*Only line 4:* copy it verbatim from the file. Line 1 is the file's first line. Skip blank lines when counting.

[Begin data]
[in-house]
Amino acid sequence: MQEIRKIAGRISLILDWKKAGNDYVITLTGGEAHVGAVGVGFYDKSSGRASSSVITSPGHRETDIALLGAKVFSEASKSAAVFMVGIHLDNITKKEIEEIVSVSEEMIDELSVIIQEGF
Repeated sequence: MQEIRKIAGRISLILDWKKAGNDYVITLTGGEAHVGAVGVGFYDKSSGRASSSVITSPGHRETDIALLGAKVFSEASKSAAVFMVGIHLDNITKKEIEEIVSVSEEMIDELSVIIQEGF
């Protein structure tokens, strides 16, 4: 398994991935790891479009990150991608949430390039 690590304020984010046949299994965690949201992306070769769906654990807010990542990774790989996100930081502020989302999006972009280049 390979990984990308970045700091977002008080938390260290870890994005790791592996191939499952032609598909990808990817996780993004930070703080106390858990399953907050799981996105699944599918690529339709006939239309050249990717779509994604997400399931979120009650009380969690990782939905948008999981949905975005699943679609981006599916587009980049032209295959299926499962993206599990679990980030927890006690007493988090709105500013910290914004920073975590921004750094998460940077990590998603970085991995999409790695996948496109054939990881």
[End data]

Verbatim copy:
């Protein structure tokens, strides 16, 4: 398994991935790891479009990150991608949430390039 690590304020984010046949299994965690949201992306070769769906654990807010990542990774790989996100930081502020989302999006972009280049 390979990984990308970045700091977002008080938390260290870890994005790791592996191939499952032609598909990808990817996780993004930070703080106390858990399953907050799981996105699944599918690529339709006939239309050249990717779509994604997400399931979120009650009380969690990782939905948008999981949905975005699943679609981006599916587009980049032209295959299926499962993206599990679990980030927890006690007493988090709105500013910290914004920073975590921004750094998460940077990590998603970085991995999409790695996948496109054939990881």